Every day is a gift, every night is an orgy
23 Jul 2014 1 Comment
16 Nov 2012 Leave a comment
Lettera di Roberto Dosio, primario
NELL’OSPEDALE VALDESE Il 31 Dicembre 2012 cesseranno le attività
ambulatoriali, diagnostiche e chirurgiche di senologia, di
ginecologia, di ortopedia, di chirurgia plastica, di neurologia.
Le residue attività saranno/potranno essere in breve anche esse eliminate.
Centinaia di migliaia di prestazioni laboratoristiche,
ambulatoriali/specialistiche e chirurgiche verranno cancellate
cancellate e non dislocate in altre strutture come viene raccontato.
Gli Operatori (più fortunati) saranno “solo” dispersi qua e là.
Gli Utenti seguiti dal Presidio (meno fortunati) saranno abbandonati
a se stessi.
La storia dell’Ospedale Valdese termina qui.
11 Nov 2012 Leave a comment
Marina, The Patron Saint
10 Jul 2012 Leave a comment
Turin sunset from my balcony viewed by Ksenija Livada
pesma posvećena Ani Juric Bozinovic i Kseniji Livadi, Zemun 2006
Vi devojke što
Lepote oštro sečete
samo trag pene koja
se širi kao sećanje na
prvi poljubac taj
jedini bol koji se
Who with the bow of your
Beauty sharply cut
the sea of love
only the trace of foam which
expands like memory of the
The only pain that one
03 Nov 2011 Leave a comment
09 May 2011 5 Comments
Do you remember a famous painting, where an Italian knight with a feather in his cap passionately kisses a girl dressed in blue? It is “Il Bacio” ( The Kiss, 1859) by Francesco Hayez, the Italian painter and patriot. We don’t see the faces of the lovers, we only see his cap and her hair and the amazing twist of their bodies.
Well, to judge by his cap, that soldier was from an Alpine regiment. A battalion, a division, currently celebrating in Torino their annual anniversary — 150 years of Italian unity.
To put it bluntly, this is an invasion of Alpini of this elegant geometric royal and dignified city. Still a military city, and the first capital of united Italy in 1861. But the 350 000 Alpini who came for the weekend in buses cars bikes trailers trains airplanes with flags tools instruments and a ton of booze and food, visually overwhelmed the normal inhabitants of this multiethnic tourist city.
The locals retreated from them, either shyly or angrily. In a poll by La Stampa, the major daily from Turin, most of them supported the big patriotic feast, but a high percentage also resented it.
Now, first things first. This is a military parade of thousands of uniformed men (women very rarely appear, if, only to play a flute in the military band). It is a voluntary military corps from all over Italy, which was engaged in official state military enterprises such as Afghanistan or Kosovo, or in rescue issues such as earthquakes and floods.
They all sport green caps with a black feather, and they are very loud and boisterous.
Turin was blocked by the police in their honor. They camped by the river Po, they sat 24 hours round the clock in the squares, bars. streets. Most joints had written “Alpini Welcome” but some barred their windows afraid of violence and damage.
It is election campaign time in Italy. On May 15 the local administrations will be elected all over the peninsula. So besides the Alpini, you suffer the local politicians cruising with their own faces on flyers and t shirts, demanding political support. Then you have the usual beggars of all colors and nationalities: Torino has a unique colorful variety of street beggars, keen to prey on tourists. Then the standard street sellers of books, ice creams, gadgets, African voodoo and Torino black magic gear. Finally the two impressive museums full of children and students: the Museum of Cinema and the Egyptian Museum.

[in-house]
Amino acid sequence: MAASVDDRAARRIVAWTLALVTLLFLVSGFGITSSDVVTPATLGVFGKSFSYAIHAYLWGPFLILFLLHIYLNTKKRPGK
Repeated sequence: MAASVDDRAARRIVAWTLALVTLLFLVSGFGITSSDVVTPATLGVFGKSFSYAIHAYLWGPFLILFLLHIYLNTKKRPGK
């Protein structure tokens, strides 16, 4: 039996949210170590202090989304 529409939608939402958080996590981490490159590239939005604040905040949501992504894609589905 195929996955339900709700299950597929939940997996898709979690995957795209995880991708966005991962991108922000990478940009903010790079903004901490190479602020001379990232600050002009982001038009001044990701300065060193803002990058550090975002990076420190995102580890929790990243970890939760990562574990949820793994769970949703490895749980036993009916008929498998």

Did I forget anybody in this incredible crowd?
Last but not least. It was Festa della Mamma, the Mothers Day in a country where la Mamma is the biggest public institution after spaghetti. So you see Alpini in drunken tears with devices in their hands, speaking to their distant moms. A regiment even sang a classic Italian song Mamma with a lot of trumpets and drums.
These brothers of Italy however forgot the sisters. The women were left at home with children. I was told that’ s how it is done, if you are an Alpino. These volunteer warriors, loud and bold and claiming to fight for a good cause, resembled the Serbian military and paramilitary which conquered the downtown of Belgrade at the beginning of the Balkan wars. I shivered with mixed feelings of fear and memory. Aircraft flew over our heads coloring the sky with the Italian flag pattern. Balloons and helicopters, too.
The parade started at 9 a.m from the monument of the first king of united Italy, and ended in the biggest open square in Italy at 9 p.m. Even the right wing politicians in power in this region (and some separatists) — showed up to salute.
This is one of those semiotic confusions: a right and a left winged militarism actually doesn’t differ at all. Is there another way of showing off your united country and your healthy patriotism except for shouting and invading cities, I wonder?
That young knight passionately kissing the girl, representing a newly united Italy, makes an unlikely part of this group: mostly aging, tipsy men in a rather vulgar regimental get-up, lacking the elegance of a young and idealistic Italy. In particular: where are the Hayez Italian girls in this parade? Only few months ago, Italy’s women were in millions fighting in the same square for their elementary rights and dignity against the macho sexist regime of the premiere Berlusconi.
In Risorgimento struggles for unity, Italian women were extremely active and important. Now they are reduced to escort girls and trademarks for power. Italy without women in power in the streets is not united anymore. With or without the flags and the Alpini.